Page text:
Shark Fest challenge commits to no kill/catch and release format
Shark Fest 2009 has modified its shark fishing challenge format for the June 7 tournament to no kill/catch-and-release.
The reason, organizers said, is to address concerns that were based on misinformation concerning the killing of sharks.
During a meeting Wednesday afternoon at town hall, local officials from the Town of Fort Myers Beach, Chamber of Commerce, BayWalk, the Beach Observer newspaper and the fishing tournament discussed the switch to a primarily catch-and-release format with a no kill clause.
“We’re working together with the township and the chamber to make sure it is a good fit for the community,” said Tournament Director Jack Donlon.
“At first glance, there’s a lot of misunderstanding without correct information to understand the educational aspect of it. It can be easily misconstrued. There are a lot of chain emails that get people alerted who put up defenses that are very hard to break down.”
Donlon then discussed the “fun” addition to the tournament. Anglers will receive a $10,000 bonus prize if they hook onto one of five tagged sharks.
“The Shark Brothers, who are kind of local celebrity shark guys from Tampa, are going to come down and tag five shark in the Gulf a week before the tournament,” he said. “If anyone in our tournament catches one of those tagged sharks, they are going to win $10,000.”
Besides the shark tournament, Shark Fest 2009 is a combination boat show, street fair, educational seminar and a kid fishing derby. The event boasts free admission, raffles every hour and radio stations broadcasting live.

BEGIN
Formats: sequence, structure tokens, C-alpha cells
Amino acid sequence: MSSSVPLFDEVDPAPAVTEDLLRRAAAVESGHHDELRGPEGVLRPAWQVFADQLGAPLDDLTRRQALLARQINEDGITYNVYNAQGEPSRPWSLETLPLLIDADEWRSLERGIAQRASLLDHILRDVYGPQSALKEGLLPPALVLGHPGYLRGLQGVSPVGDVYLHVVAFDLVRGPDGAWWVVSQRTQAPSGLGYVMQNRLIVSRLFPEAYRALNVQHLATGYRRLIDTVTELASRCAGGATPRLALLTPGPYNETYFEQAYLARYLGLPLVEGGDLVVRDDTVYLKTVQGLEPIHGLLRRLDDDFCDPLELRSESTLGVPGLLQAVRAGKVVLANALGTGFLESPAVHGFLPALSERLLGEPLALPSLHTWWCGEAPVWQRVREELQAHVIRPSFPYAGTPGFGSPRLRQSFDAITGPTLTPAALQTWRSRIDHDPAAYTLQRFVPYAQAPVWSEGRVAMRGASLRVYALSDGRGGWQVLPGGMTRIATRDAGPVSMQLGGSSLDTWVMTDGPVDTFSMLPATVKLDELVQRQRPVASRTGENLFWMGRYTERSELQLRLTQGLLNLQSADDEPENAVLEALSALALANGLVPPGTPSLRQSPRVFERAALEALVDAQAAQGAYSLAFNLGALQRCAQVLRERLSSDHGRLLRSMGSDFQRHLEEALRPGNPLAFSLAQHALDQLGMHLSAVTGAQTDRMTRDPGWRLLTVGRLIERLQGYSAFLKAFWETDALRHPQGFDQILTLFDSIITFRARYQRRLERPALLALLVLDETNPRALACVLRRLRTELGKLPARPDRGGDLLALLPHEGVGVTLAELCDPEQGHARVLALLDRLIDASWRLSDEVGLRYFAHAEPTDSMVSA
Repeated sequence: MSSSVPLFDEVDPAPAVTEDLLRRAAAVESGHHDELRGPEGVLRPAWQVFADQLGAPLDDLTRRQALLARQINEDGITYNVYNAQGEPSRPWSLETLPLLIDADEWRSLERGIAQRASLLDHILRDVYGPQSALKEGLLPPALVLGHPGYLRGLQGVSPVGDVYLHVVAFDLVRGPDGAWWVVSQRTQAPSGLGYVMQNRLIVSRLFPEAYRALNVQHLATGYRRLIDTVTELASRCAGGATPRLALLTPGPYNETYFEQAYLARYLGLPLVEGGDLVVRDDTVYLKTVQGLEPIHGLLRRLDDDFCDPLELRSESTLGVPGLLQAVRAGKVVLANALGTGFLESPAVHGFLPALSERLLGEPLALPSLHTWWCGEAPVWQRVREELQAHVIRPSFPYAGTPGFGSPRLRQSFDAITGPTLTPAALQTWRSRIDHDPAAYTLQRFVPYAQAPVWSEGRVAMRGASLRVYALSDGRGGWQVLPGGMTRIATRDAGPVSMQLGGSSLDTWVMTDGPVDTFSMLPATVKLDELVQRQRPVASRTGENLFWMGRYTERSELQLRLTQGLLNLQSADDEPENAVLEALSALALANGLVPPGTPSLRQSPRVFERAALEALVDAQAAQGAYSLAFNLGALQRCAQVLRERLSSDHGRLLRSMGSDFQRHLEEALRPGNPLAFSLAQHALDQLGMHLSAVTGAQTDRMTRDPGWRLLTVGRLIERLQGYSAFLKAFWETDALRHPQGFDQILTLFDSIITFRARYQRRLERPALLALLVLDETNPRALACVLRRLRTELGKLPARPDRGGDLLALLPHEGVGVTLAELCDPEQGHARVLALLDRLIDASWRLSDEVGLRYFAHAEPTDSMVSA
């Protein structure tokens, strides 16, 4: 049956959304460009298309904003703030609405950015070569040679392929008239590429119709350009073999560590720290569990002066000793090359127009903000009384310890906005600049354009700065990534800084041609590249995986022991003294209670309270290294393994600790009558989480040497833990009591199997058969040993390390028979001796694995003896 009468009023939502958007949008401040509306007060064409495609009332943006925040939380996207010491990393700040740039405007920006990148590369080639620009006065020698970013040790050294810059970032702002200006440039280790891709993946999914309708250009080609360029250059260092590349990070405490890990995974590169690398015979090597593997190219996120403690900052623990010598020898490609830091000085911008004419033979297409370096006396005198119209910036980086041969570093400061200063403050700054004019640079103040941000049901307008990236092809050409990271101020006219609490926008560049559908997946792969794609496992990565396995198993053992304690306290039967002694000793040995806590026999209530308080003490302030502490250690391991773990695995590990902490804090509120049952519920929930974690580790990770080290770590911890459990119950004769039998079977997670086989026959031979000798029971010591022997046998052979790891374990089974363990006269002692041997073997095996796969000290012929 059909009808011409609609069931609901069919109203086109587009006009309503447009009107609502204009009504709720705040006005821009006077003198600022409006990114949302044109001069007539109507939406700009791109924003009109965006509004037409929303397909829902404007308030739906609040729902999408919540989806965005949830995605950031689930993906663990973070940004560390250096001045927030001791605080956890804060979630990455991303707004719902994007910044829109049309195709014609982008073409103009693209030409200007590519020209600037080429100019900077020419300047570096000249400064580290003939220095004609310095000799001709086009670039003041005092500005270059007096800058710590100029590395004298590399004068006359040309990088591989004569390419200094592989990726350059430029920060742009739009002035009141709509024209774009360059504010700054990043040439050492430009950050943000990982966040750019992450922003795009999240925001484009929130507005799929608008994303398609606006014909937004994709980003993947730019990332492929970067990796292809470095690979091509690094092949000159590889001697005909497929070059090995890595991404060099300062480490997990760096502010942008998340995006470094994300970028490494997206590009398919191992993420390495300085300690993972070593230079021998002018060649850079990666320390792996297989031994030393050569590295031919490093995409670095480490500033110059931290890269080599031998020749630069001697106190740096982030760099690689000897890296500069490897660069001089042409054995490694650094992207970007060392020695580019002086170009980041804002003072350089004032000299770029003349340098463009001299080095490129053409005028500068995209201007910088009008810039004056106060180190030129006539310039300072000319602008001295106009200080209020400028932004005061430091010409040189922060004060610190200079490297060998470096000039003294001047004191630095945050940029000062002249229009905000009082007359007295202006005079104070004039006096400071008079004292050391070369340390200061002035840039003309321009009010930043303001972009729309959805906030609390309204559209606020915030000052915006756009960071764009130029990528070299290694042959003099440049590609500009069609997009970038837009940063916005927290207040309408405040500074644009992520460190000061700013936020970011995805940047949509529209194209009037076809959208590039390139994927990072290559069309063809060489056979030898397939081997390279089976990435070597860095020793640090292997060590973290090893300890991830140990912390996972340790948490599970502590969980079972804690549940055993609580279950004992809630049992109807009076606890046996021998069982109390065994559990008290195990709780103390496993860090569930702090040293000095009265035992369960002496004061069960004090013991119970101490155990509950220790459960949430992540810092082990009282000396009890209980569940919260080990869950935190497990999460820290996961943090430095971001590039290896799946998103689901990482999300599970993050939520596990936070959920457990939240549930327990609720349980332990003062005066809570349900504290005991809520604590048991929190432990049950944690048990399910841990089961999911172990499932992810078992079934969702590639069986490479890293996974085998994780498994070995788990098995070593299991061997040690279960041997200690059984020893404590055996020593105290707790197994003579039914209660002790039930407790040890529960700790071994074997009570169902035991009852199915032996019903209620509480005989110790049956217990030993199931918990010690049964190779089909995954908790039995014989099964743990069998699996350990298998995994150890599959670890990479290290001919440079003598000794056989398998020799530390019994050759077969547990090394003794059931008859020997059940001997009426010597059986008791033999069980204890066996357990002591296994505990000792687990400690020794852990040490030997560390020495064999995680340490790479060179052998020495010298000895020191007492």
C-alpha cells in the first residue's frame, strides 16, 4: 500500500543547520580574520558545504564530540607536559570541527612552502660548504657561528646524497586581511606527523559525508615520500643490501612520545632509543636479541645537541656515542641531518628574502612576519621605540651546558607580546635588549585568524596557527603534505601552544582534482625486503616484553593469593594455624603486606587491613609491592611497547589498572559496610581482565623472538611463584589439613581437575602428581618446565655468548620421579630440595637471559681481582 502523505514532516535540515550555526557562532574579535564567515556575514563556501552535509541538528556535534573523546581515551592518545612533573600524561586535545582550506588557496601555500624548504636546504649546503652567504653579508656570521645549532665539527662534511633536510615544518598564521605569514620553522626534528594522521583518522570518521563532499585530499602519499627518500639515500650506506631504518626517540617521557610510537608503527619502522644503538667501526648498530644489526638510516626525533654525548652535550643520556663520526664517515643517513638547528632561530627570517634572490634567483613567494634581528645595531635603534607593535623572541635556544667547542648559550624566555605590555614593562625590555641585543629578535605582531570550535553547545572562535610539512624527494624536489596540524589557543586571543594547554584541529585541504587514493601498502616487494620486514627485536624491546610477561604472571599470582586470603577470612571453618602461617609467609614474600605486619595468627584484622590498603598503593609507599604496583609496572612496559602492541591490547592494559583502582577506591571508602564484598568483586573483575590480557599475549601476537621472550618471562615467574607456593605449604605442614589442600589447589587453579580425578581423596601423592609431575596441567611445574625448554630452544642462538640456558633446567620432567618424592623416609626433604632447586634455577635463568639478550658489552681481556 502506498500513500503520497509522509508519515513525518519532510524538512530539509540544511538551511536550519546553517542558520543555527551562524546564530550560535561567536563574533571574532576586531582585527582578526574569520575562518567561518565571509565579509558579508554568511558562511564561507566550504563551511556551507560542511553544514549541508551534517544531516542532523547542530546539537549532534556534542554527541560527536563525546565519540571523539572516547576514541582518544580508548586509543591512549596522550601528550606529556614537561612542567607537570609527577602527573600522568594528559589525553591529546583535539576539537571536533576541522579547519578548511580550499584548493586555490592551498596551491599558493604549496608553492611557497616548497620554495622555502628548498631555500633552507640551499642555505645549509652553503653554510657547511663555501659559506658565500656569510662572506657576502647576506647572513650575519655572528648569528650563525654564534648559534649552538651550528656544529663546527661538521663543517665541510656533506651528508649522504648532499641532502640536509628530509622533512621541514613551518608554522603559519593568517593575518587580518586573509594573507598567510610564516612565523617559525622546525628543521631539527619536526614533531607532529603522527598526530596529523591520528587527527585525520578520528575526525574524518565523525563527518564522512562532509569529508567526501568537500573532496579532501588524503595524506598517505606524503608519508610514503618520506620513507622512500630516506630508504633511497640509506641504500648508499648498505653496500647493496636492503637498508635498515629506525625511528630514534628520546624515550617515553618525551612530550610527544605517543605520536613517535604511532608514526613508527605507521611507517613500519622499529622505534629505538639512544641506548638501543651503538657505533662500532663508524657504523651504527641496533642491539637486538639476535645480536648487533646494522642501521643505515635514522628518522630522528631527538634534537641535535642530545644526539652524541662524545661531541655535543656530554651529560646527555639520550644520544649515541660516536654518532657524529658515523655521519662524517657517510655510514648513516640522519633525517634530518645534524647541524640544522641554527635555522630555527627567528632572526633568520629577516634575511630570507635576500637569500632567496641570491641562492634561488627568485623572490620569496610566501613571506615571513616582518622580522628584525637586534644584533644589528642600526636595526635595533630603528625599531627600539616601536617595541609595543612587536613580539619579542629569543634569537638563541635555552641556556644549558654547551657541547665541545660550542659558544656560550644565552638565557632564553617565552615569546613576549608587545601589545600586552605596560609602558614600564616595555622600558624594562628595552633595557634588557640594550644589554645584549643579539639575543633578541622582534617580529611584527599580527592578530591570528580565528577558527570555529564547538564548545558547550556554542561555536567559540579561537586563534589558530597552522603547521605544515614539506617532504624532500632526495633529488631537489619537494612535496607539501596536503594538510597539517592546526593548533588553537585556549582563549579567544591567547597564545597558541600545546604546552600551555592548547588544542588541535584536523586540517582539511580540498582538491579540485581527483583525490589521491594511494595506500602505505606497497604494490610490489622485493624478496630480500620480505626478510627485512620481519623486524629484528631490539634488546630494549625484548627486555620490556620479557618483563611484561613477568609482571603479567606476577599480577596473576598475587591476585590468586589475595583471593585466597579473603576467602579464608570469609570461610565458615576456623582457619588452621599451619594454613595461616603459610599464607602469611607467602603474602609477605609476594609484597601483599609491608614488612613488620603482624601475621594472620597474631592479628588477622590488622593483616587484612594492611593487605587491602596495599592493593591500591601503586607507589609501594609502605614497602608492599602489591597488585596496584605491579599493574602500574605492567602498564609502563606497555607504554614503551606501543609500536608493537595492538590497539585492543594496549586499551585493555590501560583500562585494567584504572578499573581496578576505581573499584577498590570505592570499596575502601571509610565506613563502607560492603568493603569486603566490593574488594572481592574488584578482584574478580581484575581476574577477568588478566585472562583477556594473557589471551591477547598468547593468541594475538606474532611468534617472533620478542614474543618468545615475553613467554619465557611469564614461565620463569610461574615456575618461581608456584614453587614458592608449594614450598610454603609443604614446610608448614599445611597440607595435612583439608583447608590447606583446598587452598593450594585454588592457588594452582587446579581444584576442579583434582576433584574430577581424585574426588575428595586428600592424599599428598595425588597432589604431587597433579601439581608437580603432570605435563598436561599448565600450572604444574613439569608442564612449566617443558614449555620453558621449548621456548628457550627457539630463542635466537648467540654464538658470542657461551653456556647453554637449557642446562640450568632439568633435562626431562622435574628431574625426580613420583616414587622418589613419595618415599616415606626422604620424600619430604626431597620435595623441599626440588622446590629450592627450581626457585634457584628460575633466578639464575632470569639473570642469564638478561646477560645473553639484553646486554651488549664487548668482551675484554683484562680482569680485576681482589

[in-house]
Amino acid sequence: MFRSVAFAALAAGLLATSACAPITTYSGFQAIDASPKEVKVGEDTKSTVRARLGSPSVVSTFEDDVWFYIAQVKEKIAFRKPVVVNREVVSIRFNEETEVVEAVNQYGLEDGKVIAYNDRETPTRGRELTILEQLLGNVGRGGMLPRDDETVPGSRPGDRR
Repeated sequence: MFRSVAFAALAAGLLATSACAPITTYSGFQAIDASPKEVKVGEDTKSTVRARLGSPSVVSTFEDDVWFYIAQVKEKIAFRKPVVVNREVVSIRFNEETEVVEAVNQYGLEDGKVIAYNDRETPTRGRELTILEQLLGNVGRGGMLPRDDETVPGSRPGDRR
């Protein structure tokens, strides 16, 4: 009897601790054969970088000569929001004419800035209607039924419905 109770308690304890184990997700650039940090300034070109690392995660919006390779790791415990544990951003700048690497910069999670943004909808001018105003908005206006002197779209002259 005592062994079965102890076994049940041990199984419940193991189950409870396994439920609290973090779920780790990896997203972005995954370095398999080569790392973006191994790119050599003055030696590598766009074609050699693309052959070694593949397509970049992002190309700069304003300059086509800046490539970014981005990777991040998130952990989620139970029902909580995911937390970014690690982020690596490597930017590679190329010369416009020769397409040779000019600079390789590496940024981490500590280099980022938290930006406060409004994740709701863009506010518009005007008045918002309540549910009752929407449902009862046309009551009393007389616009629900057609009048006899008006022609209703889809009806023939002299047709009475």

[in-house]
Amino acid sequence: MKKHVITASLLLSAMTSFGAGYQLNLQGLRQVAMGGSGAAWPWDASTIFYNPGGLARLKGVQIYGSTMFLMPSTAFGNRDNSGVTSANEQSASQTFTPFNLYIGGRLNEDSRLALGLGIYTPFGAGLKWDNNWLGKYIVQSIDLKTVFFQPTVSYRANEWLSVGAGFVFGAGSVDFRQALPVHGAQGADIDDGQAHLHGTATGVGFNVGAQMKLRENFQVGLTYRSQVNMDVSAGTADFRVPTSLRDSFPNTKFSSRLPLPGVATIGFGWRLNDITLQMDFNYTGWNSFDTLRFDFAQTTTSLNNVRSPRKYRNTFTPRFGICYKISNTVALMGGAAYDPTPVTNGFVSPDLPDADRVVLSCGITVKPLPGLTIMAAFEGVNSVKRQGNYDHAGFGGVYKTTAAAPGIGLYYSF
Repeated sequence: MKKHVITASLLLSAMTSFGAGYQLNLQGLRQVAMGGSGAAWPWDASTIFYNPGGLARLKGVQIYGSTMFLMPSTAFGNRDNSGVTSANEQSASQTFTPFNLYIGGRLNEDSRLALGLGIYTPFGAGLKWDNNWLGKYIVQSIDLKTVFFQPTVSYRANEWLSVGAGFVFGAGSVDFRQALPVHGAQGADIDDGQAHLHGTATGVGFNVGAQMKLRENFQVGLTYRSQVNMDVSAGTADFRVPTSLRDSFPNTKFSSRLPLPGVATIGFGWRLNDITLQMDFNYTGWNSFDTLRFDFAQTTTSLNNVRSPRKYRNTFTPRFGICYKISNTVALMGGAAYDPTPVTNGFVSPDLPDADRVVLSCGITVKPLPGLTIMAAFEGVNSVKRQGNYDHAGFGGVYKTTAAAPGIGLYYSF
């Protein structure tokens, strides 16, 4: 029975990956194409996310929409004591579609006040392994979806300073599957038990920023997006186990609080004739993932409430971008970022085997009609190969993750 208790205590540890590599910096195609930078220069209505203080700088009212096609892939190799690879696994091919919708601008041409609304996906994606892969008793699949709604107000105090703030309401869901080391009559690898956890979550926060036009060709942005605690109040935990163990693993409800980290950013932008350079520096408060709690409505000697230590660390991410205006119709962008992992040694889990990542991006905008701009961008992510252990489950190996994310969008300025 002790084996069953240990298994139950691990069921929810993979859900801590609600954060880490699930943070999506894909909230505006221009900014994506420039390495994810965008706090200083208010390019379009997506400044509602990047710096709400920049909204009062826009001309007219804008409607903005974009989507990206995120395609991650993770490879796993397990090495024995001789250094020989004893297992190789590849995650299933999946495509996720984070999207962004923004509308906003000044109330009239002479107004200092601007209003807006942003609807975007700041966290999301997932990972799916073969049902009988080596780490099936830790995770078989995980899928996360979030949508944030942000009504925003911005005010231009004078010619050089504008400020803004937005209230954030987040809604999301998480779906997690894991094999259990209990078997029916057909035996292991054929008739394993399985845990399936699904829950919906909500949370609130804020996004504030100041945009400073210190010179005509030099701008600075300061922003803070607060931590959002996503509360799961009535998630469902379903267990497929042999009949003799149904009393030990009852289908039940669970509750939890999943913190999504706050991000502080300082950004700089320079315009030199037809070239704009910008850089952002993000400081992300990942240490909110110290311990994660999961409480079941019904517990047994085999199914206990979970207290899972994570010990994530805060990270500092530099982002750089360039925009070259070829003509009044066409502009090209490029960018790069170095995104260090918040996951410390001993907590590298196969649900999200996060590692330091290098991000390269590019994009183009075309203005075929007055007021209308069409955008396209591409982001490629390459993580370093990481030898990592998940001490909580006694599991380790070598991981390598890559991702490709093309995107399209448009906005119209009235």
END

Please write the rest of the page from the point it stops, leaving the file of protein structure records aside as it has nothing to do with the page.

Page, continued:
Mayor Larry Kiker was asked what kind of image he wants on Fort Myers Beach.
“We’re a family beach,” he replied. “As I understand, there’s two days of events with 35 booths and 80 vendors. They have activities for kids and the Ostego Bay Foundation will put on a presentation and talk about the conservation of sharks.”
Shark Fest is being held during the weekend of June 6-7. The shark challenge starts at 8 p.m. Saturday.
“It’s an overnight tournament with boats coming back in the morning and all the digital images that are collected during the catch-and-release of the sharks are going to be loaded on to (Donlon’s) equipment and shown on the 12-foot (Shark-Tron digital) screen,” said Snug Harbor Waterside Restaurant owner and BayWalk’s Mickey Ferry, who will be housing the tournament’s 7 p.m. captain meeting on his restaurant’s upper deck.
The shark challenge is in its third year. There have been seven shark killed during the first two events.
“An image of a shark hanging from a crane is contrary to what I think our accommodations would normally want to see and do,” said FMB Chamber President John Albion.
When the group was asked why they thought Board of County Commissioners Chairman Ray Judah was so animated about the event, Kiker answered.
“Ray is the ultimate conservationist,” he said. “In his mind, this was not an image that he cared for, and I guess there was a question about endangered species in some respects. I believe he is in full support of this event now that it is a no kill event.”
Beach Observer Group Manager Marguerite Burns brought the officials and press together to discuss the change in format. The Beach Observer is a sponsor of Shark Fest 2009.
“I was happy to arrange this meeting today,” she said. “I think everyone walked away happy.
Look for the official program of Shark Fest 2009 in the Beach Observer on Wednesday, June 3.